Analytics provides an artist or artist manager with statistical data about the visitors of the artist’s digital properties (including their website and respective social networking sites). It provides user demographic and geographic data, as well as, displays data about how users accessed the site and provides insight into visitors’ purchasing behavior. Analytics also provides site visitor usage data. It presents information regarding the average time they spent on the site, how long after entering the site they left (bounce rate), and which pages on the site obtain the most traffic. Tracking analytics data also enables one to find site errors (which shows issues that visitors experienced while utilizing the site), determine the effectiveness or ineffectiveness adding new or additional content on the site, and displays which products have the highest conversion rates (visits/sales), and allows for an extensive evaluation of whether or not the artist’s digital properties are improving their overall business.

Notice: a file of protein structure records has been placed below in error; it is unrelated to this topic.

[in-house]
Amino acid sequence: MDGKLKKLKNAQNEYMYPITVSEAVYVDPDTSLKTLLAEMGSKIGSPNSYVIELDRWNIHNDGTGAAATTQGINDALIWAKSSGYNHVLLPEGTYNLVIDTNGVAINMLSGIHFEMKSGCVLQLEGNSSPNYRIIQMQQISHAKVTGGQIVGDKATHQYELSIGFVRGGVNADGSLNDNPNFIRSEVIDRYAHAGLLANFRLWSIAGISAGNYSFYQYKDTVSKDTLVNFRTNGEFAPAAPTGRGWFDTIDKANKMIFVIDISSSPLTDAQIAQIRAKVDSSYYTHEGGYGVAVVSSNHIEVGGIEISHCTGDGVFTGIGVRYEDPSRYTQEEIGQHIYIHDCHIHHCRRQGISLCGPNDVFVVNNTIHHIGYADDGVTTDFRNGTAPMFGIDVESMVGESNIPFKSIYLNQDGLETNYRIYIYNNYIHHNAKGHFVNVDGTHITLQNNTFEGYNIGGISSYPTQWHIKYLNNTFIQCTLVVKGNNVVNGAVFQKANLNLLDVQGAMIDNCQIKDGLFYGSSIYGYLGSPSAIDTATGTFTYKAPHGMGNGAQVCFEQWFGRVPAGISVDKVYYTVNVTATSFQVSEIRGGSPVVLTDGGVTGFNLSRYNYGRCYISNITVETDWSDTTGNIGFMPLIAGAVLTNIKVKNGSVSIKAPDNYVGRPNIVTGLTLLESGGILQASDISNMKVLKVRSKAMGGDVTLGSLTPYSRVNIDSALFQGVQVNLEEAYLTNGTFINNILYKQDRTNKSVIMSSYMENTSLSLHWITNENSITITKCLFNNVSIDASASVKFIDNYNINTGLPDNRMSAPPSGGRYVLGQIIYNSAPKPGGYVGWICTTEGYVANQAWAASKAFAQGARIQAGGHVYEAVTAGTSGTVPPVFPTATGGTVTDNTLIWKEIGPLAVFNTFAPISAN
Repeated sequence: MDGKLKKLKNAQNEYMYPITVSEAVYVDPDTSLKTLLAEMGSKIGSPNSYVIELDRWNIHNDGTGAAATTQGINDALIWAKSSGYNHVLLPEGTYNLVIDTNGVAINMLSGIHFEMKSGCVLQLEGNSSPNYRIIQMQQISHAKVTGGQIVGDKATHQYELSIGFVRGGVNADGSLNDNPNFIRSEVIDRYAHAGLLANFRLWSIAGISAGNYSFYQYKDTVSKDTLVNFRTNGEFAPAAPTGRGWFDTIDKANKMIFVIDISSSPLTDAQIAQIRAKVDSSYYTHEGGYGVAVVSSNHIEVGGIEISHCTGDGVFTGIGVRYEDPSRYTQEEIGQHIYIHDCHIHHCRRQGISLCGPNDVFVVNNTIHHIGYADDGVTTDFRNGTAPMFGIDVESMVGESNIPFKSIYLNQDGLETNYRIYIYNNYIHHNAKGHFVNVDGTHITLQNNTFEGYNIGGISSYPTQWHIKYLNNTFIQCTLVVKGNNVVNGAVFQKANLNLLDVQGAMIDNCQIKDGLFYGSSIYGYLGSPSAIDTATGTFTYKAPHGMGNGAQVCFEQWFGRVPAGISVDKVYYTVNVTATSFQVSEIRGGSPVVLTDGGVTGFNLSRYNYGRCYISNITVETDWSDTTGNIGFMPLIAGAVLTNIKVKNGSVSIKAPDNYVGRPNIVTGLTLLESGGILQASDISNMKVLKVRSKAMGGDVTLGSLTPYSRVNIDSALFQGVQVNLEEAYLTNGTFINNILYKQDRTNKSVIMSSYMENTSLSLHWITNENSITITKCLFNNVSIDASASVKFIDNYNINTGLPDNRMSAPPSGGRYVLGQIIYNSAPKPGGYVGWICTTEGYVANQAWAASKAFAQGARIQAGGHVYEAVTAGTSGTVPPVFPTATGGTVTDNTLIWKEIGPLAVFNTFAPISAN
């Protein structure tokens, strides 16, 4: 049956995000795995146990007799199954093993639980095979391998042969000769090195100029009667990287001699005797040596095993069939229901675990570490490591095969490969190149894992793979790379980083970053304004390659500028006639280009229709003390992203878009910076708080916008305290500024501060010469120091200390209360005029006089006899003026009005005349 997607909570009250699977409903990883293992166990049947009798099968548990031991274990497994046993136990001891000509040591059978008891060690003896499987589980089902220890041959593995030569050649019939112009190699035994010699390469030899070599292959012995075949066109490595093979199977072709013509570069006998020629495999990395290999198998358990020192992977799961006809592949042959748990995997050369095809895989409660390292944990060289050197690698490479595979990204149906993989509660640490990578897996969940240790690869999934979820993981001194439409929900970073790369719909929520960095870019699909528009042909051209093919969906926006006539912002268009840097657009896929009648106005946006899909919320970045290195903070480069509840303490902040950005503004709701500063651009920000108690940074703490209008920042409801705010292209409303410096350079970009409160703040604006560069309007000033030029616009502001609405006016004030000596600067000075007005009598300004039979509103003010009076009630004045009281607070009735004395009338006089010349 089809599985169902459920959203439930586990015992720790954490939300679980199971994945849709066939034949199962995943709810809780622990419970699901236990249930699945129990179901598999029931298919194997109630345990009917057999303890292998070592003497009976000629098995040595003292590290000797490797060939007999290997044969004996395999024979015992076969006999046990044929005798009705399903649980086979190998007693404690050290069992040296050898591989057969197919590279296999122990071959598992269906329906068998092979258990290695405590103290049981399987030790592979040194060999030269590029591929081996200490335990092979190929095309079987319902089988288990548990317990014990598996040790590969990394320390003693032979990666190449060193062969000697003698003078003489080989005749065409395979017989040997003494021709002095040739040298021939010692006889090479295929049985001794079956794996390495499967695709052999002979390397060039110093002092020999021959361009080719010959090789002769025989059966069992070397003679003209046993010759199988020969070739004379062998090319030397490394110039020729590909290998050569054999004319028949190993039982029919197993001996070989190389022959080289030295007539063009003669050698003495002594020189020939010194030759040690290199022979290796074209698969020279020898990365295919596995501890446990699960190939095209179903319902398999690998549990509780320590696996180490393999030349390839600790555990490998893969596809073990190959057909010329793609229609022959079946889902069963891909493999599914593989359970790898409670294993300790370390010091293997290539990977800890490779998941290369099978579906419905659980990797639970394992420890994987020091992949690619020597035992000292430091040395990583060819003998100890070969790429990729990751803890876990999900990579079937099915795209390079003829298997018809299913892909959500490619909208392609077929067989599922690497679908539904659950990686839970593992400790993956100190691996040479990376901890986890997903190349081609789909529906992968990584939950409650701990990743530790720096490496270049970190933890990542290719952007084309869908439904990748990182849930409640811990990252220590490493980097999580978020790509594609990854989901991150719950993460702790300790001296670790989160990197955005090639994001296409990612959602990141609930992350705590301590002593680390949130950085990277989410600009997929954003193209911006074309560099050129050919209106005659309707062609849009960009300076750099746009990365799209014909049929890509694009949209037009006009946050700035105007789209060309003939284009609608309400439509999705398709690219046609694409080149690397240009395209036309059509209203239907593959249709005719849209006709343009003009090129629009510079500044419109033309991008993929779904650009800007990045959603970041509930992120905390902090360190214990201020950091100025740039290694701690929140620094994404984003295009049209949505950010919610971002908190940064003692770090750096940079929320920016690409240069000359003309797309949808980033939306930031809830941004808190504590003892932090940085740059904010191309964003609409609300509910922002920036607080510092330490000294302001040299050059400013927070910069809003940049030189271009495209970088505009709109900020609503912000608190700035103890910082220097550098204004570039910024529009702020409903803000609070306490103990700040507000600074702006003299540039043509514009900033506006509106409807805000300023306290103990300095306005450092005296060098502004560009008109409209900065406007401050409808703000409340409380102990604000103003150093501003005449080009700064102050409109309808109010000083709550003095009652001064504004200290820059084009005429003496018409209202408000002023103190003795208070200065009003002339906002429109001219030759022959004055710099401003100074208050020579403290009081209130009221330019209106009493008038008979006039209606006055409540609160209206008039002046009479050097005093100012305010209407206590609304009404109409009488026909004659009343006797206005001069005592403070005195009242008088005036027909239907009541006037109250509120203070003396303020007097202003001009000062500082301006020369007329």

Monitoring analytics data can help to identify cross-promotional and selling opportunities and also helps one determine whether marketing and promotional efforts are or aren’t working as anticipated. This paper will discuss the most important reports that must be monitored when using Google Analytics, however additional Google Analytics reports (that were not mentioned) and brief descriptions of them can be found in the appendix.